The Birth of the Teamsters
For more than 100 years, the Teamsters Union has helped millions of workers
achieve the American Dream.
Founded in 1903, the International
Brotherhood of Teamsters began as a craft union, representing the men who drove
the horse-drawn wagons essential to American commerce. These team drivers contributed
greatly to the American economy. They worked under poor conditions, toiling
12 to 18 hours per day, seven days a week, for an average wage of $2.00 per
day. From these conditions arose the desire for a better life, and the vehicle
for achieving this American Dream was to form a powerful union.
Today the International Brotherhood
of Teamsters represents more than 1.4 million hardworking men and women in the
United States and Canada.
An Impressive History
The history of the Teamsters is a
record of accomplishment and a model of success for the American labor movement.
Under the leadership of its second President, Daniel Tobin (1907-1952), the
Teamsters set on a path toward organizing workers and a goal of raising living
The Teamsters enjoyed years of union-friendly
administrations, most notably during Franklin D. Roosevelt's presidency. FDR
helped workers through initiatives that pulled the nation out of the Great Depression
and that put Americans back to work. Despite setbacks -- such as the Taft-Hartley
Act of 1947, which served to restrict and limit labor's influence -- the Teamsters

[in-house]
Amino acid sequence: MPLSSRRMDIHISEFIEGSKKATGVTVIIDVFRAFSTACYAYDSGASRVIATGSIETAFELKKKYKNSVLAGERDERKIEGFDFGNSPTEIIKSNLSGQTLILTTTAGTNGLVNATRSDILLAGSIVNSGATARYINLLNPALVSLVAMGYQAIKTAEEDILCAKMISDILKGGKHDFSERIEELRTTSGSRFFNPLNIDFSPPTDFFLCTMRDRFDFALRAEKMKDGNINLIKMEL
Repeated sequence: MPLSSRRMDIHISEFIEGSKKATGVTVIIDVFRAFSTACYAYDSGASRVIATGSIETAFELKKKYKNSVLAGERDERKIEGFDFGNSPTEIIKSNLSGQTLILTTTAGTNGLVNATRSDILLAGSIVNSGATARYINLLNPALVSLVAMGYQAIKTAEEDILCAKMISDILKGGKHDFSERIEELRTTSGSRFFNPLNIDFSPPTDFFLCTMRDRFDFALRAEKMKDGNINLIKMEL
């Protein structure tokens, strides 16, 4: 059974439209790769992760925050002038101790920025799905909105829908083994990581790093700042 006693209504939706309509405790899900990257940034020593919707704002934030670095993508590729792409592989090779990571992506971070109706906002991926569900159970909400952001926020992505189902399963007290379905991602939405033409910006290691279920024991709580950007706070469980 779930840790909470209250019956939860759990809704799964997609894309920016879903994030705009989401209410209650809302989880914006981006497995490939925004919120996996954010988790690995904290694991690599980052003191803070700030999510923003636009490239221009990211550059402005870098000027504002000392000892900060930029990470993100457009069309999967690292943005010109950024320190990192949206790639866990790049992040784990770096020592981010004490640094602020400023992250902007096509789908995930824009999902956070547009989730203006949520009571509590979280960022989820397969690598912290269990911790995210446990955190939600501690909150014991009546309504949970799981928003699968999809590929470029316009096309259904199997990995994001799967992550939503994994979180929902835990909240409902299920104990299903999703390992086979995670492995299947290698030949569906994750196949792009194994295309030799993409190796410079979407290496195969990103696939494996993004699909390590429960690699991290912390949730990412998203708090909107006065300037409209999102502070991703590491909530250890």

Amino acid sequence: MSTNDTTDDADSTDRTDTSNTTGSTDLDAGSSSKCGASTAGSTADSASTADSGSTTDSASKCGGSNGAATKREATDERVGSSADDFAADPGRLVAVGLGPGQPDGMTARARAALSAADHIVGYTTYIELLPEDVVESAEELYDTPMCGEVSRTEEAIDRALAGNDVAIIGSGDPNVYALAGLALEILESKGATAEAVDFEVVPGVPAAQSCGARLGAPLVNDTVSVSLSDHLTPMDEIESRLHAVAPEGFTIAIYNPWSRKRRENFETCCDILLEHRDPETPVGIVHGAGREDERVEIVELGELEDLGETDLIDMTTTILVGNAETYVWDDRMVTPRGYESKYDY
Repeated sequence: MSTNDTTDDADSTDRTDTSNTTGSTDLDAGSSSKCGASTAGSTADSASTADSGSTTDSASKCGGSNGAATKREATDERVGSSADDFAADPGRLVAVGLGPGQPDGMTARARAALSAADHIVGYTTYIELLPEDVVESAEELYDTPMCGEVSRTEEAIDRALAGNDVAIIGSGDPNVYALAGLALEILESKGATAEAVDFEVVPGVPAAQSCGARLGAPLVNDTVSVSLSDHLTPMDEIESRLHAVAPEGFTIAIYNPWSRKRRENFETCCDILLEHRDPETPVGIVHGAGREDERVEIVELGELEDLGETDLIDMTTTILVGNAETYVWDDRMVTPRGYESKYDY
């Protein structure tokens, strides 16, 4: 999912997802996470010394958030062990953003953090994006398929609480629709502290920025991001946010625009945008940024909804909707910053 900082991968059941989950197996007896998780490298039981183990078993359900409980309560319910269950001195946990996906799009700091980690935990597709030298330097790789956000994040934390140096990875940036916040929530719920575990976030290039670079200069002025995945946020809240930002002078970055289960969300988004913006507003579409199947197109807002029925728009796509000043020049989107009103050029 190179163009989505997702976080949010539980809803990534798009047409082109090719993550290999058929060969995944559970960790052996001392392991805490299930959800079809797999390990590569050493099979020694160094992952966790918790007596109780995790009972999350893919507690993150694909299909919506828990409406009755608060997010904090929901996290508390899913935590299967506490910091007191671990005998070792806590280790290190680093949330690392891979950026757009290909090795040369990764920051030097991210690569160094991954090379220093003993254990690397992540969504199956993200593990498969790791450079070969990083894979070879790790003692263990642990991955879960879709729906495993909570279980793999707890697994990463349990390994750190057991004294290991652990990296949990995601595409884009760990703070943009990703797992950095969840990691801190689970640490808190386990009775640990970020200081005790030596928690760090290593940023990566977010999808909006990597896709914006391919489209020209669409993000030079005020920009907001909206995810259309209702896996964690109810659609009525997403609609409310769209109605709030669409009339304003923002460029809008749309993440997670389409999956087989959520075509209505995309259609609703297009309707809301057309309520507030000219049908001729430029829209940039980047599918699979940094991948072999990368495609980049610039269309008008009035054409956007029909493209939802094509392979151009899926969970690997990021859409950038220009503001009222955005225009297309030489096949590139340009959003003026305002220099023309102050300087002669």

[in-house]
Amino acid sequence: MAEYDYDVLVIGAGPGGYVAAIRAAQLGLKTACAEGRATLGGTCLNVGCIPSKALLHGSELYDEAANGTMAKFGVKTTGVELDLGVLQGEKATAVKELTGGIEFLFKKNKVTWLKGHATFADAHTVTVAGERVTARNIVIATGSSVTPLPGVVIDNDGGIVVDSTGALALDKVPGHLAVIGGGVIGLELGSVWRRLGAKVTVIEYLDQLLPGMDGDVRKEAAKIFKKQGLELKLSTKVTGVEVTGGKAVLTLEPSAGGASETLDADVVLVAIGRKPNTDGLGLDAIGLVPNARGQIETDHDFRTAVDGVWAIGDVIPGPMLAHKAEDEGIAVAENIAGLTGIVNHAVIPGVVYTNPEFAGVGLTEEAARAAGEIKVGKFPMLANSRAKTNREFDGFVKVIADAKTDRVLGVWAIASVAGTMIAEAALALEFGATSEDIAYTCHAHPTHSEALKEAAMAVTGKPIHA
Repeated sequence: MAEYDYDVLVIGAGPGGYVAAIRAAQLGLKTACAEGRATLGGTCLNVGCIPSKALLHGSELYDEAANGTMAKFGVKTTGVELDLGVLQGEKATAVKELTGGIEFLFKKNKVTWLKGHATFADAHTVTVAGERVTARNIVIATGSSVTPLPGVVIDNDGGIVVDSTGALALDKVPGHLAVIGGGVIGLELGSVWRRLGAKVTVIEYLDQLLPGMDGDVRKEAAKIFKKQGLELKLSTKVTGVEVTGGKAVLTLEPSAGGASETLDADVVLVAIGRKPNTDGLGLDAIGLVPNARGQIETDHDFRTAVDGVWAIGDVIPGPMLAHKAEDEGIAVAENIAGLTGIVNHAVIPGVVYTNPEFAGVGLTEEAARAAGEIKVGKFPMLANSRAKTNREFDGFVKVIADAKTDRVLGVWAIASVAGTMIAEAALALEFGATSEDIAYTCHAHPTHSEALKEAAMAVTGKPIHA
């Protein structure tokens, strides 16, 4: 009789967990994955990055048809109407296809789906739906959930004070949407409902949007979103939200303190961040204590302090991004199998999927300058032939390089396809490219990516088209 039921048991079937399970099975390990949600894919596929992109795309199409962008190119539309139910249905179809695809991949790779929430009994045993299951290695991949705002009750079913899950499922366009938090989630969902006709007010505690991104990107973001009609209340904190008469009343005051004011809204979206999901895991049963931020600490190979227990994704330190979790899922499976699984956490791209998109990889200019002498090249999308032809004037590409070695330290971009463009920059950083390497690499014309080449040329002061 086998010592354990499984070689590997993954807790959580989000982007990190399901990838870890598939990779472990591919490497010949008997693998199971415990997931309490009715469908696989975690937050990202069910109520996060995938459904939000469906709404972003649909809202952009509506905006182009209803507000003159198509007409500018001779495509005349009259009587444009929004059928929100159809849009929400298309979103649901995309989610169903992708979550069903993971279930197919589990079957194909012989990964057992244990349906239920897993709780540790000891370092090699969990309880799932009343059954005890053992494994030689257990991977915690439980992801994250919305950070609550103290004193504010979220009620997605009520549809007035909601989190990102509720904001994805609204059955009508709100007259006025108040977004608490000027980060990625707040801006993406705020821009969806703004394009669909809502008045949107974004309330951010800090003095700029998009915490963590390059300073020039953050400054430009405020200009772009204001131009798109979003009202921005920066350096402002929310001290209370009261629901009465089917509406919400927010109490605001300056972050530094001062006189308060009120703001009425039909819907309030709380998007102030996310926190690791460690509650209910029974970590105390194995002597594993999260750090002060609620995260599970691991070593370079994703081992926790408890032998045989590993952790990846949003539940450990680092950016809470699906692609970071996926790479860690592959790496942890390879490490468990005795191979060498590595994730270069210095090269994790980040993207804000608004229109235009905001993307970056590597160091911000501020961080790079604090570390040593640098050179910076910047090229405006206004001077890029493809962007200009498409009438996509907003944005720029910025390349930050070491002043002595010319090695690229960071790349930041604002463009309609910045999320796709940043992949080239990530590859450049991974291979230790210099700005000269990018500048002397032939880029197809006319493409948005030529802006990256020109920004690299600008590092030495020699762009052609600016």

have achieved, and continue to achieve, major victories for labor.
Under President James R. Hoffa's
leadership, membership reached 1.5 million strong in 1957. And in 1964 he was
successful in negotiating the first National Master Freight Agreement, a watershed
event for the labor movement. The National Master Freight Agreement moved more
workers into the middle class than any other event in labor history. The agreement
covered 400,000 Teamsters employed by some 16,000 trucking companies and spawned
similar bargaining agreements in other Teamster trades and crafts.
Despite trying times during the Reagan
era of anti-union policies, the union developed a stronger, more democratic
vision in the late 1990s under the leadership of General President James P.
Hoffa. At the 2001 Teamsters convention, a historic amendment enshrined the
concept of "one member, one vote" as a permanent component of the
union's constitution. "One member, one vote" protected the members'
voice in the union and created a truly democratic system for the direct election
of International officers.
In 2005, the Teamsters made a historic
break from the AFL-CIO to join six affiliated unions with six million members
in the Change to Win federation.
A Bright Future
Membership is growing. The Teamsters
Union has refocused its energy on organizing more workers. By enlisting every
Teamster member into its Army of Organizers, the union is spreading the word
on the rewards of union membership - better pay, better benefits and respect
in the work place. Our members know that they are the power behind the union.
They stand together on the job, at the ballot box and in their communities to
make a better tomorrow.